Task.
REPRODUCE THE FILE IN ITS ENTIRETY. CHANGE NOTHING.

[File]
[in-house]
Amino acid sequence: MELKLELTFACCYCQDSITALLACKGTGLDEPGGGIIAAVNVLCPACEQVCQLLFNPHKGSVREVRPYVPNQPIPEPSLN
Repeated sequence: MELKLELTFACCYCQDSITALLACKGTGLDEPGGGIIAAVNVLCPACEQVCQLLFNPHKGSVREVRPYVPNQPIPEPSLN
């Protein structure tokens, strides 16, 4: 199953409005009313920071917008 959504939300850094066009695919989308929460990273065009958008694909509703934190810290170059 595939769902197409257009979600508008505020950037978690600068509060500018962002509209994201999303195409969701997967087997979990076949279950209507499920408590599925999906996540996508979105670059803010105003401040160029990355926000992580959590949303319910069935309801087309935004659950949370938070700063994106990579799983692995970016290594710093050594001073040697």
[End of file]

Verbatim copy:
[in-house]
Amino acid sequence: MELKLELTFACCYCQDSITALLACKGTGLDEPGGGIIAAVNVLCPACEQVCQLLFNPHKGSVREVRPYVPNQPIPEPSLN
Repeated sequence: MELKLELTFACCYCQDSITALLACKGTGLDEPGGGIIAAVNVLCPACEQVCQLLFNPHKGSVREVRPYVPNQPIPEPSLN
């Protein structure tokens, strides 16, 4: 199953409005009313920071917008 959504939300850094066009695919989308929460990273065009958008694909509703934190810290170059 595939769902197409257009979600508008505020950037978690600068509060500018962002509209994201999303195409969701997967087997979990076949279950209507499920408590599925999906996540996508979105670059803010105003401040160029990355926000992580959590949303319910069935309801087309935004659950949370938070700063994106990579799983692995970016290594710093050594001073040697």